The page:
“Like a child from the womb, like a ghost from the tomb
I arise and unbuild it again.”

Dactylic: a foot consisting of an accented syllable and two unaccented syllables, as in these words: swimingly, mannikin, openly.

Spondee: a foot consisting of two accented syllables, as in the word heartbreak. In English, this foot is used occasionally, for variety or emphasis.

Pyrrhic: a foot consisting of two unaccented syllables, generally used to vary the rhythm.

A line is named for the number of feet it contains: monometer: one foot, dimeter: two feet, trimeter: three feet, tetrameter: four feet, pentameter: five feet, hexameter: six feet, heptameter: seven feet.

The most common metrical lines in English are tetrameter (four feet) and pentameter (five feet). Shakespeare frequently uses unrhymed iambic pentameter in his plays; the technical name for this line is blank verse. In this course, I will not be asking you to identify meters and metrical lines, but I would like you to have some awareness of their existence. Modern English poetry is metrical, i.e., it relies on accented and unaccented syllables. Not all poetry does; Anglo-Saxon poetry relied on a system of alliteration. Skillful poets rarely use one meter throughout a poem but use these meters in combinations; however, a poem generally has one dominant meter.

Ode: usually a lyric poem of moderate length, with a serious subject, an elevated style, and an elaborate stanza pattern.There are various kinds of odes, which we don’t have to worry about in an introductiory course like this. The ode often praises people, the arts of music and poetry, natural scenes, or abstract concepts. The Romantic poets used the ode to explore both personal or general problems; they often started with a meditation on something in nature, as did Keats in “Ode to a Nightingale” or Shelley in”Ode to the West Wind.” Click here for a fuller discussion of the ode.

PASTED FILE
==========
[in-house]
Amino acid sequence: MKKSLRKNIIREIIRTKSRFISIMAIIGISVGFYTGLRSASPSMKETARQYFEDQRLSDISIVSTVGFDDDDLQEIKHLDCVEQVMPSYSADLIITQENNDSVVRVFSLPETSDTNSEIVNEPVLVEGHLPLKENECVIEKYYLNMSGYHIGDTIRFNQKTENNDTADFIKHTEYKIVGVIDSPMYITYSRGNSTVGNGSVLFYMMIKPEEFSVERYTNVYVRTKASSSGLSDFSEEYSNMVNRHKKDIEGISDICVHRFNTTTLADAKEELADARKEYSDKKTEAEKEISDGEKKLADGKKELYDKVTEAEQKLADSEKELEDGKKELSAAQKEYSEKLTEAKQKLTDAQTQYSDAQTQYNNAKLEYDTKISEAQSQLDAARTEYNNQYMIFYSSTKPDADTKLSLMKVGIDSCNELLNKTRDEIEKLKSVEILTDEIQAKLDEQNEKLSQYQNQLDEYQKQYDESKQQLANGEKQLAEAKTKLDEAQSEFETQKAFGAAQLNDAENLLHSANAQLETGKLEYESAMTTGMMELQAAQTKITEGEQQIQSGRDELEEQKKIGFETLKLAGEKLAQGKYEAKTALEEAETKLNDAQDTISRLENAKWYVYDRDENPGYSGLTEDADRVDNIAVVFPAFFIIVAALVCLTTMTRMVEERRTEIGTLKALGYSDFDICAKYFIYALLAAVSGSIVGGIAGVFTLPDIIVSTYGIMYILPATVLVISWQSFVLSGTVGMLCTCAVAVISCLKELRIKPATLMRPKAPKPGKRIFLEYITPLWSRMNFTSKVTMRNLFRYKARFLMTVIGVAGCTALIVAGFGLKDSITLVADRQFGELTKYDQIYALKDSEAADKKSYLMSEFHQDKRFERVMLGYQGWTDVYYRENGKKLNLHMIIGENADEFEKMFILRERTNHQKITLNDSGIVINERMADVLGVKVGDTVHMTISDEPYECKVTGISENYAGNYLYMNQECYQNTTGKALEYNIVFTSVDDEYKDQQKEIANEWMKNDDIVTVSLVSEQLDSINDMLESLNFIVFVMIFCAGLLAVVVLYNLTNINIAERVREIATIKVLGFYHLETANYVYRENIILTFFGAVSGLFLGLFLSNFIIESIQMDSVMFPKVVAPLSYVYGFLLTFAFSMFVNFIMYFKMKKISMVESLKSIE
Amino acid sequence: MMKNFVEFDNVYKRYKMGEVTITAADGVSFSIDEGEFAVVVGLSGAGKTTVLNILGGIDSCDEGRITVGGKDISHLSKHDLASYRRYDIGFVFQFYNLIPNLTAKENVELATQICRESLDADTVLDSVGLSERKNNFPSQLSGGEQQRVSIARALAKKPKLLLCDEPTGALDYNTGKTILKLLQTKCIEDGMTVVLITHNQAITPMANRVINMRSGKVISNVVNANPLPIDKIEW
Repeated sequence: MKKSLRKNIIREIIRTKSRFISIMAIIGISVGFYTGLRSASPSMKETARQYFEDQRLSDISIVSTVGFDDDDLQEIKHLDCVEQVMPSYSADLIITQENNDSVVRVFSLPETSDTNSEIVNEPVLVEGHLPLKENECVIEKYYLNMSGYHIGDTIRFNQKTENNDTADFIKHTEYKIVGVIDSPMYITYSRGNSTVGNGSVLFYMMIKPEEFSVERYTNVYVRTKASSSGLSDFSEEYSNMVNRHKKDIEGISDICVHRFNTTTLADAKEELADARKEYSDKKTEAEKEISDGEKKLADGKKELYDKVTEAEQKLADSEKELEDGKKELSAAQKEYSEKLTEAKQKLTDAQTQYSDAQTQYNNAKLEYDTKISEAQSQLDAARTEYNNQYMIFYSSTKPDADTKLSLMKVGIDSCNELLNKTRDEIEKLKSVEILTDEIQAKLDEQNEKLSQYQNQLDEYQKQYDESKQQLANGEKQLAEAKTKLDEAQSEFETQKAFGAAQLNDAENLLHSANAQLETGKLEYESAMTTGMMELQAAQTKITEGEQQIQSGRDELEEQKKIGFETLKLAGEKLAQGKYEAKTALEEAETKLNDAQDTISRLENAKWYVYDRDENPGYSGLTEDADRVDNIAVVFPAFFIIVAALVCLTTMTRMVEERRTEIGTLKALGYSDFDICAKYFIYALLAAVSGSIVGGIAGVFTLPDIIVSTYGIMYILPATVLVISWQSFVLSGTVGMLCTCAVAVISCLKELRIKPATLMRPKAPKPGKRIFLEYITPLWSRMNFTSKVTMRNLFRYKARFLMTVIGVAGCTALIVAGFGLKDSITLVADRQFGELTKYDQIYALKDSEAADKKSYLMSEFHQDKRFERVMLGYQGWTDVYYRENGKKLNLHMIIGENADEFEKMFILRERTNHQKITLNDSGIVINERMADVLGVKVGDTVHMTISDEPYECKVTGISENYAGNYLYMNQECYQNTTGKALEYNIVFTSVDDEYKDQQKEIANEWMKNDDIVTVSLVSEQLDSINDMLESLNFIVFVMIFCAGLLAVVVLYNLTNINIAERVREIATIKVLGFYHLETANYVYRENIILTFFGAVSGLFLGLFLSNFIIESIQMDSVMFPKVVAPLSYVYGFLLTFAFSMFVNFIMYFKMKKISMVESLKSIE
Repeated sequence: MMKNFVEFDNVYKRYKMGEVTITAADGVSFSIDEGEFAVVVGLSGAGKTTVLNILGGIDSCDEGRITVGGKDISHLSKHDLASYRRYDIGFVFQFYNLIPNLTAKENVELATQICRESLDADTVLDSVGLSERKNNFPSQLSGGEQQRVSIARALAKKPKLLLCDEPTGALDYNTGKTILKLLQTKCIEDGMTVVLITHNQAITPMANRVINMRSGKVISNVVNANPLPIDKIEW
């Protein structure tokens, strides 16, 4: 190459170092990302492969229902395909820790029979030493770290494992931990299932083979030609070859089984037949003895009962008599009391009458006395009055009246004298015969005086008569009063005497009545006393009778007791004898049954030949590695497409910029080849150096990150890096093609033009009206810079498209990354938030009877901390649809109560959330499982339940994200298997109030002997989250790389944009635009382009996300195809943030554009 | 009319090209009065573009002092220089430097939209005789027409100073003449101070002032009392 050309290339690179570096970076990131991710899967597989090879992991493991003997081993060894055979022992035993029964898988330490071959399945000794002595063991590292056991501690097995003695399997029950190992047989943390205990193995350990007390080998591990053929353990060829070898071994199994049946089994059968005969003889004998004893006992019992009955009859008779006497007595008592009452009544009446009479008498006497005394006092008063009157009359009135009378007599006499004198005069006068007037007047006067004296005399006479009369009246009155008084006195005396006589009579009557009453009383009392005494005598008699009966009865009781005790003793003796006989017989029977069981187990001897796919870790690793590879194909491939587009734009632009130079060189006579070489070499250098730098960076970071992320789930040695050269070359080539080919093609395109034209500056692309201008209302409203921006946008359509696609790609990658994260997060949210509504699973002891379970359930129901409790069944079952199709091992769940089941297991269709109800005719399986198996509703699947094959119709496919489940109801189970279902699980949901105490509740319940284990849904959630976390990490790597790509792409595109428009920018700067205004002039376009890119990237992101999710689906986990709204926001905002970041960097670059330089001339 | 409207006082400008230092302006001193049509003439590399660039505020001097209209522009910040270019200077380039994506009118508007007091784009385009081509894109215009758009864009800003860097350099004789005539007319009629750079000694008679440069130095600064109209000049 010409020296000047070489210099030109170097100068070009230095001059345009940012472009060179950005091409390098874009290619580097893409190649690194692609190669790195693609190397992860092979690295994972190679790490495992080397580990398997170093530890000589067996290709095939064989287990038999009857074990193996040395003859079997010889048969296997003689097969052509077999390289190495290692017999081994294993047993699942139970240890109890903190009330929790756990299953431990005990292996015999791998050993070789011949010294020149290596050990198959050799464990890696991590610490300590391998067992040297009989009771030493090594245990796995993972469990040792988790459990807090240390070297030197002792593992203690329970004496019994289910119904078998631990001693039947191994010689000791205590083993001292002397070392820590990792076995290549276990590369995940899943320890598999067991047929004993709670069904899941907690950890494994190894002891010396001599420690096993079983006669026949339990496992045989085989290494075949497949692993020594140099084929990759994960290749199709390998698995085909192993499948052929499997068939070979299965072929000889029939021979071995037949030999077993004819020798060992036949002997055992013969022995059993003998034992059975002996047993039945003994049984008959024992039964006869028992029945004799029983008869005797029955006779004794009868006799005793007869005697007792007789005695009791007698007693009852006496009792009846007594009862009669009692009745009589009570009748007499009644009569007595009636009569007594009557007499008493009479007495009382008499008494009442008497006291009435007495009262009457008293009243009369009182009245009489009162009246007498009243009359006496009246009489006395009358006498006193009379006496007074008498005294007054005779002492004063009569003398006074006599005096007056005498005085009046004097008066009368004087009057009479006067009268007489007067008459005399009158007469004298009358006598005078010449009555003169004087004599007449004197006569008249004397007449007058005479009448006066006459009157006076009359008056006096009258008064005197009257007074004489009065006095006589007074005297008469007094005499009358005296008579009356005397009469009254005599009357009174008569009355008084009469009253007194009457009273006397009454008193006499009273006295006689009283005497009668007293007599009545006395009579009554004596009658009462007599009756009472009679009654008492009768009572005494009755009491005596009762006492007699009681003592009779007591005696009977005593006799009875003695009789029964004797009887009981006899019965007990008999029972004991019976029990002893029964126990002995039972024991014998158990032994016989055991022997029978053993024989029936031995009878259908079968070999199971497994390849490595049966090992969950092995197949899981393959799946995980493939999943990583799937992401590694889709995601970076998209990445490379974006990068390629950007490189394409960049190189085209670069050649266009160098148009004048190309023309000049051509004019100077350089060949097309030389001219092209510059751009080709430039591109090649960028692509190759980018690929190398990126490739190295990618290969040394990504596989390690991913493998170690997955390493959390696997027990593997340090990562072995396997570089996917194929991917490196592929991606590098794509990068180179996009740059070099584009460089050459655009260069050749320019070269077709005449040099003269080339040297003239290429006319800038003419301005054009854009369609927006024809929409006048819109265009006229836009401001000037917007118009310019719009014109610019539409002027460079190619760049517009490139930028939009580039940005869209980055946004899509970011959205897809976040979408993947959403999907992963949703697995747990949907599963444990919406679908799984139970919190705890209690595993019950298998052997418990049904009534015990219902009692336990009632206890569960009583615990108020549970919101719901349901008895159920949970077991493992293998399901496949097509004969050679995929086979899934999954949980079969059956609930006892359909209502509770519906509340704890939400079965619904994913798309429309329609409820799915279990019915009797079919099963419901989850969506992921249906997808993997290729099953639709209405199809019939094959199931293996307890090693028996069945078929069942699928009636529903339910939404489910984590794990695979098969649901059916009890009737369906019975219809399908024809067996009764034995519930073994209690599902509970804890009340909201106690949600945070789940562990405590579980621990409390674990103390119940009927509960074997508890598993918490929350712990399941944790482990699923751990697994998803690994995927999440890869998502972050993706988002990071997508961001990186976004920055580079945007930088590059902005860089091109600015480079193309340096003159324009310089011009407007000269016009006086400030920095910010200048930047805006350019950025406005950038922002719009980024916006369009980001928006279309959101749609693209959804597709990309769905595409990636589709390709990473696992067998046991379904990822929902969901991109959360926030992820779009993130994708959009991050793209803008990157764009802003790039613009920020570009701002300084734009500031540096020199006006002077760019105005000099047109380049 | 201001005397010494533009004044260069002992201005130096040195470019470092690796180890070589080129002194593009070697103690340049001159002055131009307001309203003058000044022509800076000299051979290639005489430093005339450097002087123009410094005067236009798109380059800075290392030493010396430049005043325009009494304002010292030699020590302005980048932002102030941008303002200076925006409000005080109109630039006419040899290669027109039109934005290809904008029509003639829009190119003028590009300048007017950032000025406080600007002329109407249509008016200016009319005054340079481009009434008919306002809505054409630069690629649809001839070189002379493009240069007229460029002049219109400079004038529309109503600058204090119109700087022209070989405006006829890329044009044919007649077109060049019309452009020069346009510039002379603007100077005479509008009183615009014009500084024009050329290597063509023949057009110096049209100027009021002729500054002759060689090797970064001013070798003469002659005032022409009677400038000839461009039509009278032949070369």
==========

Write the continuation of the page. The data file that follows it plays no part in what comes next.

Paradox: a statement whose two parts seem contradictory yet make sense with more thought. Christ used paradox in his teaching: “They have ears but hear not.” Or in ordinary conversation, we might use a paradox, “Deep down he’s really very shallow.” Paradox attracts the reader’s or the listener’s attention and gives emphasis.
Point of view: the perspective from which the story is told.

The most obvious point of view is probably first person or “I.”

The omniscient narrator knows everything, may reveal the motivations, thoughts and feelings of the characters, and gives the reader information.

With a limited omniscient narrator, the material is presented from the point of view of a character, in third person.

The objective point of view presents the action and the characters’ speech, without comment or emotion. The reader has to interpret them and uncover their meaning.
A narrator may be trustworthy or untrustworthy, involved or uninvolved. Click here for an illustration of these points of view in the story of Sleeping Beauty.
Rhyme:the repetition of similar sounds. In poetry, the most common kind of rhyme is end rhyme, which occurs at the end of two or mroe lines. Internal rhyme occurs in the middle of a line, as in these lines from Coleridge, “In mist or cloud, on mast or shroud” or “Whiles all the night through fog-smoke white” (“The Ancient Mariner”).

There are many kinds of end rhyme:

True rhyme is what most people think of as rhyme; the sounds are nearly identical–notion, motion, potion, for example.

Weak rhyme, also called slant, oblique, approximate, or half rhyme, refers to words with similar but not identical sounds, e.g., notion-nation, bear-bore, ear-are. Emily Dickinson frequently uses partial rhymes.

Eye rhyme occurs when words look alike but don’t sound alike–e.g., bear-ear.